While I/O speeds continue increasing, they’re still not keeping pace with compute power. What’s happening is, as Moore’s law slows and the laws of semiconductor physics waver, a gap is widening between compute power and I/O bandwidth. To increase compute resources, more transistors can be added to a chip (and multi-die systems present an opportunity to add even more transistors to scale compute power. Techniques such as parallelizing CPUs and multi-threading also increase system performance. But I/O performance has increased by less than five percent as logic density has doubled and, since the emergence of 45nm process technology, costs per mm2 have continued increasing. Given the volume and complexity of today’s data, the I/Os are becoming the bottleneck.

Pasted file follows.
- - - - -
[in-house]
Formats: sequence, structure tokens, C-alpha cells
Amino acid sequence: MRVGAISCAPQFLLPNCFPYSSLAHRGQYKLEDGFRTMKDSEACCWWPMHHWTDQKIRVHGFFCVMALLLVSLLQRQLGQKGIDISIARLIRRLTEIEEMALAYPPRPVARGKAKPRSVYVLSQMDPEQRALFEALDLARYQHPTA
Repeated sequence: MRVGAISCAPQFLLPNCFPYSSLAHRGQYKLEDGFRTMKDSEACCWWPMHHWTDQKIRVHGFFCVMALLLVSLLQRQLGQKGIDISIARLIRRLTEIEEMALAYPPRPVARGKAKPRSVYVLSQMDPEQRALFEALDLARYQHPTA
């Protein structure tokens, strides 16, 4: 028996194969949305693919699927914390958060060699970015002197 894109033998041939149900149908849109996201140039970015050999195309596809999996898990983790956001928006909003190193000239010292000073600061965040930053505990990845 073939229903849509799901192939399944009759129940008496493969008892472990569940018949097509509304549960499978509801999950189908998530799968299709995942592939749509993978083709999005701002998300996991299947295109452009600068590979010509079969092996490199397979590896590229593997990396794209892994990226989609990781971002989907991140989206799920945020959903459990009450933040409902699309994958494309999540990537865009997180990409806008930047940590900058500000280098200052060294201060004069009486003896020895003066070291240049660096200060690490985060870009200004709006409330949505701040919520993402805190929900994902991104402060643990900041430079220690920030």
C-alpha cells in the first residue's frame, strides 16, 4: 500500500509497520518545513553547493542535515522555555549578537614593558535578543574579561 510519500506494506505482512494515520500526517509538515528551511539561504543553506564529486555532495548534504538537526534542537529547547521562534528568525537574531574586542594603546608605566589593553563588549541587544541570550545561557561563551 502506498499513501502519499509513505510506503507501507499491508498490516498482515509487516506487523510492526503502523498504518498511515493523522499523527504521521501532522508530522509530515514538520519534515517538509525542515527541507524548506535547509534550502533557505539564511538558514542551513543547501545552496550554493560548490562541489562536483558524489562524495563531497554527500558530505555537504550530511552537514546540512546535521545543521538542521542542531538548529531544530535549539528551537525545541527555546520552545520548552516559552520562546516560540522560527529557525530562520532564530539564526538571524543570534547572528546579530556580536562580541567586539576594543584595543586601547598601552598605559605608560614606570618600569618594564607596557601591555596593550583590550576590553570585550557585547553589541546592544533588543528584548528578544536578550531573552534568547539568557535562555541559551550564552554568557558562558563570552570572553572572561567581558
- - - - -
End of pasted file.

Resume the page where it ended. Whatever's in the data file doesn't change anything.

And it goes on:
To support our unrelenting demands for data, hyperscale data centers are moving to network architectures that are faster, flatter, and more scalable. A flatter architecture of no more than three layers of switches lowers latency and drives up the need for higher bandwidth and efficient connectivity over longer distances. Answering the connectivity call is the Ethernet high-speed interface, long considered the data connectivity backbone for the internet.
Each generation of the Ethernet standard has delivered double the speed, addressing the demands of an increasingly hyper-connected world. In fact, hyperscalers have become big influencers of the Ethernet roadmap, driving the evolution toward 1.6T. Historically, revisions of interface standards have taken place every four years; these days, that rate is reducing to address the I/O bandwidth gap.
The Ethernet protocol also provides a level of flexibility that is appealing for data center SoC designers, from speed negotiation to backwards compatibility with the software stack to the ability to use different kinds and classes of media. Optical fiber, copper cables, and PCB backplanes are all supported. Being able to use optical fiber connections is particularly enticing to prevent the I/O bottleneck, as copper cables are starting to run out of steam to support increasing networking speeds.